I’m reading The Power of Myth, an extensive interview with Joseph Campbell by Bill Moyers. It’s currently my bathroom reading, meaning it’s handy for those daily sit down situations that come with being human. In this morning’s reading, it became clear that Campbell believes that religious books such as the Bible were understood by ancient peoples to be intended as allegory rather than as fact. In other words, to Campbell, these ancient folks were wiser than many people alive today.
That the Bible and other ancient religious texts should be read as allegory and metaphor certainly seems clear to me. And even the most ardent literalists of today do read sections of the Bible in that way. Consider. “You are the salt of the earth,” from Matthew 5:13. Doesn’t everyone read this as metaphor? From this, you may take that I consider an absolutely literal reading of the Bible to be a mistake. It can’t be taken that way.
On the other hand, were ancient peoples wiser than many folks today? Somewhere buried in history are the folks who “first” told these stories. I have always imagined that they knew the tales were not literally true, but they believed them to be symbolically or spiritually true. I cannot rule out two other possibilities, though. First, they may not have believed the stories to be true in any sense, but were only making them up for entertainment value. I’m sure that humans have been telling ‘whoppers’ ever since our race started. However, I’m personally skeptical of this scenario. Second, it’s also possible that the people who first told these tales had hallucinatory or dream experiences that convinced them the stories were literally true. I think this is more likely than the former possibility.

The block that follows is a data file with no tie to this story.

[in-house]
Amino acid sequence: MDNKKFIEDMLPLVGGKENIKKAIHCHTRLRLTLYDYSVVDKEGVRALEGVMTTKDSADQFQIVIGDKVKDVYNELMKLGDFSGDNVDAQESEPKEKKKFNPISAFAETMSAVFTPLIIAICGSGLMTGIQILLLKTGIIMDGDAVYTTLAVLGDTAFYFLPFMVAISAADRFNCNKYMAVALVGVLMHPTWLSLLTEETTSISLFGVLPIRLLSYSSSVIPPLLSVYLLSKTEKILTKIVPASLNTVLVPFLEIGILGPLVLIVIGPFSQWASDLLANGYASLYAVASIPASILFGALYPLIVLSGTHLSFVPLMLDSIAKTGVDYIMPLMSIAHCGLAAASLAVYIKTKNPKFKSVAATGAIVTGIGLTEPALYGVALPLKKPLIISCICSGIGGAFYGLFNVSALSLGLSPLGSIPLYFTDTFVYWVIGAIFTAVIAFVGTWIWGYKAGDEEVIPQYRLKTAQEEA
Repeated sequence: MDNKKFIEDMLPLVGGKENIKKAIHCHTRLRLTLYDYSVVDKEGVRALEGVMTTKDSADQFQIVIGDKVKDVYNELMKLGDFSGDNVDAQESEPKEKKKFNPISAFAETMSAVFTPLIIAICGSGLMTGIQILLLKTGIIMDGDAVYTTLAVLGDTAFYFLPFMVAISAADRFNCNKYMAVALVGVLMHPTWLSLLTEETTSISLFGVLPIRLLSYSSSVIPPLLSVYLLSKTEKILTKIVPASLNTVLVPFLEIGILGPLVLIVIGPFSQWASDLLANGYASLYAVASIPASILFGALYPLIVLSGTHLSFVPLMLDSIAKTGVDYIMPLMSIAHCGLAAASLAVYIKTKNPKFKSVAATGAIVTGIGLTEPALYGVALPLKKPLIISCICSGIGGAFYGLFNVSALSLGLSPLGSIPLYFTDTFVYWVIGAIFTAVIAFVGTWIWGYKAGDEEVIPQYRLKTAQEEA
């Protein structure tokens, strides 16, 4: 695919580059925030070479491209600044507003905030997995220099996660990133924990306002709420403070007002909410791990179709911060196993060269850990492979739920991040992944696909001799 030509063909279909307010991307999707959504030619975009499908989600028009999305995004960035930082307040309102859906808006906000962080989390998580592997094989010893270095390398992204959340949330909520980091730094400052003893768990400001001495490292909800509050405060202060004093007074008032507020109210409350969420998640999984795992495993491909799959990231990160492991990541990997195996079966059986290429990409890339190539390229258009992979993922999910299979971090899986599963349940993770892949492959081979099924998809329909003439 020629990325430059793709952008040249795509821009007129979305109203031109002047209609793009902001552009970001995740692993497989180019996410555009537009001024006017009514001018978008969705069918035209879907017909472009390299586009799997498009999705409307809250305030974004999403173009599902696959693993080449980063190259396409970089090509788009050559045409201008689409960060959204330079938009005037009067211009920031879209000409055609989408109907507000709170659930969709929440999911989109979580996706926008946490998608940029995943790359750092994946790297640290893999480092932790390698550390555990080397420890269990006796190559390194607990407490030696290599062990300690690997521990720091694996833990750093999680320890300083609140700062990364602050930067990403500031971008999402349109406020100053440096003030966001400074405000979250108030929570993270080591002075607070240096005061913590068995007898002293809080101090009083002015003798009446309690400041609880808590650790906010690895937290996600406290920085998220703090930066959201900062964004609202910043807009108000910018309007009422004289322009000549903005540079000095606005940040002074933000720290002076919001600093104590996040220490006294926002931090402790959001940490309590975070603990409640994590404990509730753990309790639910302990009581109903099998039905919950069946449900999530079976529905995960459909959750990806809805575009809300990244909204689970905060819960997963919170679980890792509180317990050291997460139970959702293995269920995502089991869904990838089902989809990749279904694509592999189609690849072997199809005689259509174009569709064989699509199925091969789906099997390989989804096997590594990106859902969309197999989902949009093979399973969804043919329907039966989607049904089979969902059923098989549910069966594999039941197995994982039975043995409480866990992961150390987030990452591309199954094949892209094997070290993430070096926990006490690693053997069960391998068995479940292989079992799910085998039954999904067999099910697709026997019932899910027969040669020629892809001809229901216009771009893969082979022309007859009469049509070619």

But what about the people who first “heard” these stories? Did they think the tales were to be understood as allegories, or did they think they were fact? My personal opinion generally disagrees with Campbell, although neither of us has proof of our speculations. I imagine that there were three types of folks in that first audience for these tales. First, there were those who took the tales as literal truth, perhaps given to them by an authority, or because they jibed with what these folks already were thinking to be true. Second, I also suspect that other members of that original audience didn’t buy the tales as literal at all but felt them to have a resonance and deeper meaning. Third, there were probably those who didn’t believe a word they were hearing but didn’t say anything because of the social pressure of those around them.
In other words, I suspect that first audience was pretty much the same as modern audiences, although the percentages of the three groups may have changed over time. This has been, Deep Thoughts on the John, with Charles Gramlich.